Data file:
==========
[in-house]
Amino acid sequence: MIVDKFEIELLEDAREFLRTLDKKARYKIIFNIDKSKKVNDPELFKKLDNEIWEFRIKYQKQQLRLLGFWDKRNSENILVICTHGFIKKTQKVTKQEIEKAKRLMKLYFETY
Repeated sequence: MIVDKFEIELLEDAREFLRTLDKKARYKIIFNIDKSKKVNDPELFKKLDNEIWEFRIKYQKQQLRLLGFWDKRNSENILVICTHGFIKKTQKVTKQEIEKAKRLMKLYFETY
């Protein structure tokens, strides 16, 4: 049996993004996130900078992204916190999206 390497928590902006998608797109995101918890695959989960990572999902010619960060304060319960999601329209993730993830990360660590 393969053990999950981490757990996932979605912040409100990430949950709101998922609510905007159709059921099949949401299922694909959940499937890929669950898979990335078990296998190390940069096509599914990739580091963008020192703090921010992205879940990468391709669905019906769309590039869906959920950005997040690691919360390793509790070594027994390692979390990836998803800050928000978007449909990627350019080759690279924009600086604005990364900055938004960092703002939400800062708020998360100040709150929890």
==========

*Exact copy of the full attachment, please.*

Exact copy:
[in-house]
Amino acid sequence: MIVDKFEIELLEDAREFLRTLDKKARYKIIFNIDKSKKVNDPELFKKLDNEIWEFRIKYQKQQLRLLGFWDKRNSENILVICTHGFIKKTQKVTKQEIEKAKRLMKLYFETY
Repeated sequence: MIVDKFEIELLEDAREFLRTLDKKARYKIIFNIDKSKKVNDPELFKKLDNEIWEFRIKYQKQQLRLLGFWDKRNSENILVICTHGFIKKTQKVTKQEIEKAKRLMKLYFETY
């Protein structure tokens, strides 16, 4: 049996993004996130900078992204916190999206 390497928590902006998608797109995101918890695959989960990572999902010619960060304060319960999601329209993730993830990360660590 393969053990999950981490757990996932979605912040409100990430949950709101998922609510905007159709059921099949949401299922694909959940499937890929669950898979990335078990296998190390940069096509599914990739580091963008020192703090921010992205879940990468391709669905019906769309590039869906959920950005997040690691919360390793509790070594027994390692979390990836998803800050928000978007449909990627350019080759690279924009600086604005990364900055938004960092703002939400800062708020998360100040709150929890």